There is a lot of discussion around Microsoft’s object-relational efforts right now. There are a couple of key issues:
- Is Microsoft really committed to Linq to SQL, or is it shifting its attention to Entity Framework?
- Is Entity Framework being pushed out before it is ready? A “vote of no confidence” open letter along those lines has been signed by over 300 including more than a dozen MVPs (Most Valued Professionals), experts in Microsoft data technologies.
Now a post from MVP Ian Cooper makes the frightening suggestion that Microsoft is ignoring the lessons of Java’s problems with EJB:
The .NET community had a huge amount to gain from this experience. Ports of Hibernate and Spring offered the community the chance to avoid the mistakes of the past. However, seemingly unaware of the lessons of history the EF team embarked on a project to produce a complex framework, of which persistence is just one aspect, reminiscent of the EJB initiative. So the reaction against the EF comes from its failure to learn lessons that another community has struggled with around complexity and ambition.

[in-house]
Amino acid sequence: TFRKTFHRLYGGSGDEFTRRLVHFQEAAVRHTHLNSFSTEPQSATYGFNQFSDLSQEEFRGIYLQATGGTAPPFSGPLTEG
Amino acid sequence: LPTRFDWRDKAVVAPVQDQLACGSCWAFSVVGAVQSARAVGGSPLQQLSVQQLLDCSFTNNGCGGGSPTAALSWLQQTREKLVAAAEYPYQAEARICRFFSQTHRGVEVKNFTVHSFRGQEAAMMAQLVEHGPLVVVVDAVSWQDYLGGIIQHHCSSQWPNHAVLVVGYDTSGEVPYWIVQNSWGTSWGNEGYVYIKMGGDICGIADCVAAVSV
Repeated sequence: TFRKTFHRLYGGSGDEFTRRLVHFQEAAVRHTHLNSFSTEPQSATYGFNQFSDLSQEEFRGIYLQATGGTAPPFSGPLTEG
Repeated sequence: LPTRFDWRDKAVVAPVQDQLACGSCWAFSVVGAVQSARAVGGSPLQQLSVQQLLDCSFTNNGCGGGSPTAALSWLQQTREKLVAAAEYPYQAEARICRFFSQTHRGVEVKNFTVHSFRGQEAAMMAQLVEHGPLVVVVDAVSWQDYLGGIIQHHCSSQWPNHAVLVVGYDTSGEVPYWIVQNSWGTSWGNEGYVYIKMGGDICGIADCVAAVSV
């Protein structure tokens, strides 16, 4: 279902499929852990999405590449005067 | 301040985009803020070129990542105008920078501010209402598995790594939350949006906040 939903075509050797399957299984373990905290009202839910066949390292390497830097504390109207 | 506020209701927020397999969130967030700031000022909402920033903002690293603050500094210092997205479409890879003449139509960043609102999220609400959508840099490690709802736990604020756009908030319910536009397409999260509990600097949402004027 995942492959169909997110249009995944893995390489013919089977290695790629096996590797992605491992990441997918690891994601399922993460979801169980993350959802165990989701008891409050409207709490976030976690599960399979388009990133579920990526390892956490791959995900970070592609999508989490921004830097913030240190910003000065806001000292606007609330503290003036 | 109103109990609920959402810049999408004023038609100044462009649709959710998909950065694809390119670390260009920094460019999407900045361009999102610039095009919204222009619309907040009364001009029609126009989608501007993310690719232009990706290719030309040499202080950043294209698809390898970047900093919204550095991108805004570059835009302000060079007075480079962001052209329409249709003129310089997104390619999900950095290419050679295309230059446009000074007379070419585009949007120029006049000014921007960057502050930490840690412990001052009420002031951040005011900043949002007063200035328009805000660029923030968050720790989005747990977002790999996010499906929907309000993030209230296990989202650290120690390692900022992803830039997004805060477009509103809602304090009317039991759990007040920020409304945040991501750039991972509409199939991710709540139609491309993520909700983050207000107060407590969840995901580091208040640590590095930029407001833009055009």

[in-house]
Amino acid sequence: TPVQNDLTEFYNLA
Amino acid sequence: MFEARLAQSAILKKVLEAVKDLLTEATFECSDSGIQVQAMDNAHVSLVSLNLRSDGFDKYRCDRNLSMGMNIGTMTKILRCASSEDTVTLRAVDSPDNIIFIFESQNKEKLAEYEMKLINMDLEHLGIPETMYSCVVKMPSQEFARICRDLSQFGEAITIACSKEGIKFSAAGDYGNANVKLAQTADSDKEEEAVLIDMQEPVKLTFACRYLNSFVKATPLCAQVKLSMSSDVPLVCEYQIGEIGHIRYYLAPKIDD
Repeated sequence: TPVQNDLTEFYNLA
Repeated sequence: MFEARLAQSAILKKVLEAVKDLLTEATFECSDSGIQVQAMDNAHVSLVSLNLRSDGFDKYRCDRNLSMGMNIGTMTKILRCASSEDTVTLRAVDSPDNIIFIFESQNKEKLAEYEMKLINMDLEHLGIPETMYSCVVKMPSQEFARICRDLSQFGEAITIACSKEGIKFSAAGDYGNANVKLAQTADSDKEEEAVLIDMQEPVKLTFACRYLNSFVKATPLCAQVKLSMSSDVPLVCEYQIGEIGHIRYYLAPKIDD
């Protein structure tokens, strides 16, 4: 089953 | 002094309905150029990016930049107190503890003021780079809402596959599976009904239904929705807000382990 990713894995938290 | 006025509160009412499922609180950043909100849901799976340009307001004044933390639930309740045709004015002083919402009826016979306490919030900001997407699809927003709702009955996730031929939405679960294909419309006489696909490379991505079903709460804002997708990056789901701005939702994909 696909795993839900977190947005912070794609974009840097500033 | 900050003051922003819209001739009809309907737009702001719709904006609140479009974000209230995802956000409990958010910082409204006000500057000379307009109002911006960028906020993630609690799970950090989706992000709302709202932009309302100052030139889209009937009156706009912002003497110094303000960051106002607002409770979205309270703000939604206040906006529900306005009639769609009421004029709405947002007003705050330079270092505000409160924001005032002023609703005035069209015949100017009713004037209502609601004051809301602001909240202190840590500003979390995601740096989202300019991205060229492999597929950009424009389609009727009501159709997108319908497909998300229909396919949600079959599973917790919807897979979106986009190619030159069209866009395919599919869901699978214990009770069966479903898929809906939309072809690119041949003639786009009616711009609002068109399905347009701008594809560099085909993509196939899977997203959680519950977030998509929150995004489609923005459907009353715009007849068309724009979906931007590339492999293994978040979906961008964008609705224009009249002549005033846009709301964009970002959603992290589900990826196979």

Microsoft’s success with .NET has been partly enabled by over-complexity in the Java world. Microsoft’s secret sauce is enabling developers to build stuff that works quickly and easily – which, incidentally, is why I am really disappointed that Visual Studio 2008 is still such a mess for quick database applications.
My own knowledge of the Entity Framework is rather thin. I’ve treated it as a layer that you have to generate in order to use ADO.NET Data Services, a REST API that I really like. It has to be said though – Microsoft’s data story is getting confusing. Roger Jennings is doing a great job of tracking developments.